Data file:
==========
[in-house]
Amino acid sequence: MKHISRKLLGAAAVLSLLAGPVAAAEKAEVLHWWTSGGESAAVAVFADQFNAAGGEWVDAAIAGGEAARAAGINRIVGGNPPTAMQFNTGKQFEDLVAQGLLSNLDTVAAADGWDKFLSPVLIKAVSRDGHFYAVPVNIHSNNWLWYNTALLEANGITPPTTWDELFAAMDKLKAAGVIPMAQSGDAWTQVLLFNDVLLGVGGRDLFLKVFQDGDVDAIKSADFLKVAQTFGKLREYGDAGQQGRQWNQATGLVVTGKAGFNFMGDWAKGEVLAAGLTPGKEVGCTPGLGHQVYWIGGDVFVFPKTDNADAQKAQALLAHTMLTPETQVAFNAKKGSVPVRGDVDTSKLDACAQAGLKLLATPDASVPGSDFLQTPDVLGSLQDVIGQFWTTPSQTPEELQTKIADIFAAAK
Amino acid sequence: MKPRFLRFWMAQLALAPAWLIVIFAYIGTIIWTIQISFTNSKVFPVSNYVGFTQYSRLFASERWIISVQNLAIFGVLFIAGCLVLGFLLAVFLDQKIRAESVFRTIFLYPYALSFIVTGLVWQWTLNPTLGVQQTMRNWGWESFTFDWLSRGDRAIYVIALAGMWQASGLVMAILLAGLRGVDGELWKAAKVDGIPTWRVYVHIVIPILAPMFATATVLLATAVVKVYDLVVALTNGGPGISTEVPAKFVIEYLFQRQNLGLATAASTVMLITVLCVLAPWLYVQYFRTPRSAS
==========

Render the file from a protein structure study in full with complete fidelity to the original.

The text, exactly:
[in-house]
Amino acid sequence: MKHISRKLLGAAAVLSLLAGPVAAAEKAEVLHWWTSGGESAAVAVFADQFNAAGGEWVDAAIAGGEAARAAGINRIVGGNPPTAMQFNTGKQFEDLVAQGLLSNLDTVAAADGWDKFLSPVLIKAVSRDGHFYAVPVNIHSNNWLWYNTALLEANGITPPTTWDELFAAMDKLKAAGVIPMAQSGDAWTQVLLFNDVLLGVGGRDLFLKVFQDGDVDAIKSADFLKVAQTFGKLREYGDAGQQGRQWNQATGLVVTGKAGFNFMGDWAKGEVLAAGLTPGKEVGCTPGLGHQVYWIGGDVFVFPKTDNADAQKAQALLAHTMLTPETQVAFNAKKGSVPVRGDVDTSKLDACAQAGLKLLATPDASVPGSDFLQTPDVLGSLQDVIGQFWTTPSQTPEELQTKIADIFAAAK
Amino acid sequence: MKPRFLRFWMAQLALAPAWLIVIFAYIGTIIWTIQISFTNSKVFPVSNYVGFTQYSRLFASERWIISVQNLAIFGVLFIAGCLVLGFLLAVFLDQKIRAESVFRTIFLYPYALSFIVTGLVWQWTLNPTLGVQQTMRNWGWESFTFDWLSRGDRAIYVIALAGMWQASGLVMAILLAGLRGVDGELWKAAKVDGIPTWRVYVHIVIPILAPMFATATVLLATAVVKVYDLVVALTNGGPGISTEVPAKFVIEYLFQRQNLGLATAASTVMLITVLCVLAPWLYVQYFRTPRSAS